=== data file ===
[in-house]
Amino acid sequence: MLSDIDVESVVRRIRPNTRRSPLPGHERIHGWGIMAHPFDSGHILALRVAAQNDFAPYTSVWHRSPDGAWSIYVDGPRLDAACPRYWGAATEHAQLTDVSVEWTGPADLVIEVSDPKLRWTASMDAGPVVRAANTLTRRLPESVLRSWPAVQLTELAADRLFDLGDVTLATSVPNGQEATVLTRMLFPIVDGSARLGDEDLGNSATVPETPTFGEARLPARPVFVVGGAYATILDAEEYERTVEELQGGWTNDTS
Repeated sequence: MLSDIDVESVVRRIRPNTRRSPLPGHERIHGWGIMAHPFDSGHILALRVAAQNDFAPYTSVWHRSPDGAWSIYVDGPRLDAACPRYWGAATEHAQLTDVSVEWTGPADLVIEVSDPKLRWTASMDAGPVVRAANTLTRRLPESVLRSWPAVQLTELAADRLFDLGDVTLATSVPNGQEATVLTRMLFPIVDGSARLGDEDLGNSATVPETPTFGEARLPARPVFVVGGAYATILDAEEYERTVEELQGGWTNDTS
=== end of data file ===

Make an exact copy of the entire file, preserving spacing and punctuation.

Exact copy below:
[in-house]
Amino acid sequence: MLSDIDVESVVRRIRPNTRRSPLPGHERIHGWGIMAHPFDSGHILALRVAAQNDFAPYTSVWHRSPDGAWSIYVDGPRLDAACPRYWGAATEHAQLTDVSVEWTGPADLVIEVSDPKLRWTASMDAGPVVRAANTLTRRLPESVLRSWPAVQLTELAADRLFDLGDVTLATSVPNGQEATVLTRMLFPIVDGSARLGDEDLGNSATVPETPTFGEARLPARPVFVVGGAYATILDAEEYERTVEELQGGWTNDTS
Repeated sequence: MLSDIDVESVVRRIRPNTRRSPLPGHERIHGWGIMAHPFDSGHILALRVAAQNDFAPYTSVWHRSPDGAWSIYVDGPRLDAACPRYWGAATEHAQLTDVSVEWTGPADLVIEVSDPKLRWTASMDAGPVVRAANTLTRRLPESVLRSWPAVQLTELAADRLFDLGDVTLATSVPNGQEATVLTRMLFPIVDGSARLGDEDLGNSATVPETPTFGEARLPARPVFVVGGAYATILDAEEYERTVEELQGGWTNDTS